Thursday, 18 March 2021

CoL - finding my collaborative inquiry partner

In preparation for our CoL meeting this afternoon, I have planned to meet with 5 other CoL teachers who I will chat with about their inquiry focus this year. Here are the teachers I plan to meet with:

I will update my blog with notes after I talk to each of these teachers.

CoL Inquiry 2021: The Challenge of Student Learning

 The last couple of weeks has involved lots of learning about the children in my class and their learning needs. I teach the year 5-8 extension children. Over the last couple of weeks I have:

- Tested the year 5-6 extension children on spelling. Through this, I found there were about 4 children whose needed work on their spelling however spelling was not enough of a challenge for this group of children to spend a whole year on as an inquiry project.

- Tested the year 5-8 extension children on vocabulary. After discussions with deputy principal, Toni Nua, we both agreed that language development was something our extension children needed to work on. We decided to test the children on a PAT vocabulary test to find out more information about this.

Here is the data from the vocabulary test:

*Stanine 5+ is at or above where we would expect the child to be for their year level. 

With the year 5-6 children, at first glance it appeared there was not a challenge as all but one child scored a stanine 5-7. I did however wonder whether I could look into the disparity between what this data showed and why/if we don't seem to see that same level in oral language or written language. From what I know of the year 6 children, having taught them last year and just through observing them in their project we have been working on this year, I would say their oral language is definitely not as high as this. It would be interesting to find out WHY and WHAT I can do to support their oral language development.

Therefore, the challenge of student learning which I am going to look into is this:

There is a disparity between the level of oral language and vocabulary which the year 5-6 extension children use and the level of language and vocabulary they can read and recognise in written texts.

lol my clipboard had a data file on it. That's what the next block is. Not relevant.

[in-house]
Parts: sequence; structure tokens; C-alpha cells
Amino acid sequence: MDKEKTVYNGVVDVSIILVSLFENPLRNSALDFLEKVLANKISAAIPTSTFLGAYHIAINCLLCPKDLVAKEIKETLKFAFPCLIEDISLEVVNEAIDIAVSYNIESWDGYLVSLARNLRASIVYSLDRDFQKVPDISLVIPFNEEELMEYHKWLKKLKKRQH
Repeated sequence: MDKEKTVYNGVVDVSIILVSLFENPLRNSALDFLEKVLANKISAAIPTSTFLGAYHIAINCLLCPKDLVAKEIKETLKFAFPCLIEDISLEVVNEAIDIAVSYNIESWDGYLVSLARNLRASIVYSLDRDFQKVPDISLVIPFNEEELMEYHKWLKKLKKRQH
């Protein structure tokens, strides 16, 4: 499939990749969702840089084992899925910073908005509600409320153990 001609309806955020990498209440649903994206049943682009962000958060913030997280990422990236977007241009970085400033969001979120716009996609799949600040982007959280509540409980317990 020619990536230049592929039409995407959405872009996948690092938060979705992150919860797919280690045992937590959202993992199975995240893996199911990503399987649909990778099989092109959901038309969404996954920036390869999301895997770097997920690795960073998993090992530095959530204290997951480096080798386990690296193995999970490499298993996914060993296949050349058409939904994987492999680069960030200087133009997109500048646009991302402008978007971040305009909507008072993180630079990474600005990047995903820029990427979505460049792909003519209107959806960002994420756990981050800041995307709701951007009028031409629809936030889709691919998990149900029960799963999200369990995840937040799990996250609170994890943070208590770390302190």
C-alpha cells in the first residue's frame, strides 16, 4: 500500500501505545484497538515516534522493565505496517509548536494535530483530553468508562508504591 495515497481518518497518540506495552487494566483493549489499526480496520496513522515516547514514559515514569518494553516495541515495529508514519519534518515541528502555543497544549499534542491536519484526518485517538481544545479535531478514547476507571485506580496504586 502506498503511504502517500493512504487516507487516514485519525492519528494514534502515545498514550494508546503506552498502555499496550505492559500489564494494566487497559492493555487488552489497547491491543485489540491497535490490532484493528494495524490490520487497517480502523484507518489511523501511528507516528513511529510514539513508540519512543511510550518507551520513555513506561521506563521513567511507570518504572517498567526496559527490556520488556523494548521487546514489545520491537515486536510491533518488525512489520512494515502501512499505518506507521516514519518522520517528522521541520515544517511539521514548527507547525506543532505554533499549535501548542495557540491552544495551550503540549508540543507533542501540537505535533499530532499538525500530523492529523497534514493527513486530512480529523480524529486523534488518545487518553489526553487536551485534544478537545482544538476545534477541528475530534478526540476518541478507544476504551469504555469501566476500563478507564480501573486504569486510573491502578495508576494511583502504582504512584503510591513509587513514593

Thursday, 11 March 2021

Novel studies - WHY is this beneficial?

 As mentioned in my previous blog post, I have observed that our year 5 and 6 children are really good at reading short texts that challenge them however many of them find it challenging to focus and be engaged in extended texts at their level which challenge them. There are a few questions I have around this.

- Why do these children find it difficult to engage in extended texts that challenge their thinking when they are good readers?
- How can reading extended texts (novels) excite and develop the learning of these children?
- What programmes have been used in other schools to have novel studies as part of their reading programme?

books on ground

To make a start on this inquiry, I first want to gather some student voice around the children's engagement in reading extended text. I am interested in knowing such things as what genre of texts these children enjoy reading, how often they read in their own time (at home) and why they read texts (i.e for enjoyment or to learn new information). 

It will be important for me to understand why I want the children to be reading novels. What will they get out of reading novels?

- One teacher writes about observing children discussing such things as character relationships, viewpoints and inferences (Differentiated Teaching). This teacher goes on to discuss research-based reasons to teach using novels:
1) Giving children experiences that go beyond their own world.
2) Vocabulary development.